Hulac, David

Committee Member

Bardos, Achilles

Committee Member

Wright, Stephen


School Psychology


University of Northern Colorado

Type of Resources


Place of Publication

Greeley (Colo.)


University of Northern Colorado

Date Created



152 pages

Digital Origin

Born digital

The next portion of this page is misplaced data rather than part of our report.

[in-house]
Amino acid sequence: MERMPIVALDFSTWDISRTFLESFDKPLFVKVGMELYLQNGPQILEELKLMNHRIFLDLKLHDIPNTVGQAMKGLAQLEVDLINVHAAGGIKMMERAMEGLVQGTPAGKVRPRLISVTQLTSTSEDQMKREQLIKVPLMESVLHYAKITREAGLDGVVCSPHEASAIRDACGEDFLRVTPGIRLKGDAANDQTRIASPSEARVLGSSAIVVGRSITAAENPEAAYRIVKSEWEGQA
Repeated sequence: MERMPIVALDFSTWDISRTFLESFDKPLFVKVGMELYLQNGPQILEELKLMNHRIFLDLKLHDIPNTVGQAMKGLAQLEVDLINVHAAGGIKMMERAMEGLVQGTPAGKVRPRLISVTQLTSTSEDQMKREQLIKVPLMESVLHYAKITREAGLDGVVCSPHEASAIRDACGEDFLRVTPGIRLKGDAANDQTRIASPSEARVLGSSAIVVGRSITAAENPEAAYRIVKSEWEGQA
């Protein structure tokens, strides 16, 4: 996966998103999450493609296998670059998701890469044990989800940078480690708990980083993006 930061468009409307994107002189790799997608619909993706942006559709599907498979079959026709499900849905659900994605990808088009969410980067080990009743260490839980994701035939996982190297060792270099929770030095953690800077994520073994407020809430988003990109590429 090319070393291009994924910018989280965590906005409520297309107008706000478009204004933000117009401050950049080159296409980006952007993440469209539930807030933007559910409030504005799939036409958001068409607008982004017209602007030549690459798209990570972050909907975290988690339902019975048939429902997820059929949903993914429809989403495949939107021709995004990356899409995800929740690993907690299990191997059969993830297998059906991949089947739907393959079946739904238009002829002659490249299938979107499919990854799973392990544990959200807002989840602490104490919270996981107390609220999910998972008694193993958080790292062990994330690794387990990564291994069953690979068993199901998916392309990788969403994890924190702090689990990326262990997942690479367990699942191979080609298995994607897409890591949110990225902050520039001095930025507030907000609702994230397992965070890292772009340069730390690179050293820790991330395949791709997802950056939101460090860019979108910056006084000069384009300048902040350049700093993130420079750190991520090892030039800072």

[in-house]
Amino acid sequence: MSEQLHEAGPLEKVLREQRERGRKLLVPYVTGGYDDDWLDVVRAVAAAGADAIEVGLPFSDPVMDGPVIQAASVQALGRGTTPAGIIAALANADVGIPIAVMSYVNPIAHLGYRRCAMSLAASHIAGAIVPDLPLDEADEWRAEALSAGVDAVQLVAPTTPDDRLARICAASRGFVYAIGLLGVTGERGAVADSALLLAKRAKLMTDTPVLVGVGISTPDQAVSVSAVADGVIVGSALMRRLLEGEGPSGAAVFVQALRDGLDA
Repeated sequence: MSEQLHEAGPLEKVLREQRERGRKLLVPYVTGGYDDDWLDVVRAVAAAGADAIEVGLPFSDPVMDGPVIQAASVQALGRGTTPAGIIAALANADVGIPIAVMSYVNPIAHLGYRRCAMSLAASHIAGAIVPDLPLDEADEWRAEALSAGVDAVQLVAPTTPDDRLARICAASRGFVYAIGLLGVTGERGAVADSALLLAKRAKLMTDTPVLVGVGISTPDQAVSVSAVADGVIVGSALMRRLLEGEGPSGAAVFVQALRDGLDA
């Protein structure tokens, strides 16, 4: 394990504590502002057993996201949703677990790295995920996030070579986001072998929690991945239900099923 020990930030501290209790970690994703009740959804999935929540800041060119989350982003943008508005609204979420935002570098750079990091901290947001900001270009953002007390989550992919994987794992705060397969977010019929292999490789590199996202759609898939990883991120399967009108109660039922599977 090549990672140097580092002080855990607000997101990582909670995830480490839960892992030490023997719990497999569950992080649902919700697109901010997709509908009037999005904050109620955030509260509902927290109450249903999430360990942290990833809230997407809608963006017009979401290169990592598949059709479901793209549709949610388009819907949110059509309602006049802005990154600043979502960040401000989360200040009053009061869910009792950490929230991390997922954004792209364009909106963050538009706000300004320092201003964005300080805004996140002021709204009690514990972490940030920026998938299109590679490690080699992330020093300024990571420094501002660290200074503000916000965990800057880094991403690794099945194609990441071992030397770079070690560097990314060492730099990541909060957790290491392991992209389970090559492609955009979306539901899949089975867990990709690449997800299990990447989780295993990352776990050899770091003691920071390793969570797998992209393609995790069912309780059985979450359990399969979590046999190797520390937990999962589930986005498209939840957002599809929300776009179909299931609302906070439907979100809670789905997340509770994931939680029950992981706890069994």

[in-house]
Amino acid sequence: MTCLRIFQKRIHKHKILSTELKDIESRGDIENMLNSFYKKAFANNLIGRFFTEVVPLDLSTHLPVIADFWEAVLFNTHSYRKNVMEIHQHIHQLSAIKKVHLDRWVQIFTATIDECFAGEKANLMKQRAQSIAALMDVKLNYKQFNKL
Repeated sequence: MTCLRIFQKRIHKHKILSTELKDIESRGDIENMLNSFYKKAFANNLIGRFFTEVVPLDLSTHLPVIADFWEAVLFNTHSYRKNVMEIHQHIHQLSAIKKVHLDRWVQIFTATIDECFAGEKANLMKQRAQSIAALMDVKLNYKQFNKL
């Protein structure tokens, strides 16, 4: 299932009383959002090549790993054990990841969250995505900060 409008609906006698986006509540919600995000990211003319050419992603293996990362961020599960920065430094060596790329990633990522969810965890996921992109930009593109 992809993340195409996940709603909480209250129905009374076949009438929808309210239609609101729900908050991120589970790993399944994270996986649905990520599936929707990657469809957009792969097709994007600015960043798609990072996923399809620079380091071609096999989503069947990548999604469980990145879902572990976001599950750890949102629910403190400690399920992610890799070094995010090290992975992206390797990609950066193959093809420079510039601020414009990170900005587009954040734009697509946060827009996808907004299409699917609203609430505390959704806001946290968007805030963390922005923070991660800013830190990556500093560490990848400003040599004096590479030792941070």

Young children with Autism Spectrum Disorder (ASD) often have difficulty transitioning from one activity to the next without verbal prompts from caregivers, but caregivers may not always be readily available. Binder-based visual schedules can be used to increase independence in transitioning but can be stigmatizing and cumbersome for the student. The purpose of the current study was to compare the effects of an iPadbased electronic visual to a traditional binder based visual activity schedule for elementary-aged children with ASD to increase independence activity completion and transition. Data were collected using a single-subject, alternating treatment design (A-B-CA- B-C) with three participants. Independent activity completion was defined as completing a four-activity sequence with one or fewer verbal prompts. The researcher also measured latency, or the duration (in seconds) between the initial verbal prompt instructing the students to complete their activity schedules and the student’s behavior of beginning the activity. The researcher also collected data comparing a baseline measure of verbal prompts only to the use of either schedule to see if any schedule provided more reinforcement to students than verbal prompt alone. Finally, students and teachers completed measures of social validity. This study found that for two students, the iPad schedules resulted in an increase in independent activity-schedule following behavior as well as a decrease in latency from the initial prompt instructing them to follow their schedules. All students showed a decrease in latency when using either type of schedule as compared to hearing verbal prompts only, which was the baseline condition. All teachers indicated they preferred the iPad schedules over the binder-based schedules, though only two students preferred them. Finally, the students generalized the schedule following behavior to new sequences and activities for both types of schedules. Implications for practice in schools and other settings are that visual activity schedules, regardless of format, were more effective for independent transitioning than having a list of tasks presented orally, which was the baseline condition. Participants’ teachers rated iPad schedules highly on social validity; teachers are more likely to use interventions with high social validity. Visual schedules on an iPad were effective for increased independence in transitioning as well as decreased latency, thus, they may help students with ASD function effectively in light of increased mainstreaming and inclusion practices in schools. Individual differences and preferences should be taken into account when considering the use of a visual activity schedule on an iPad or a binder-based visual activity schedule.

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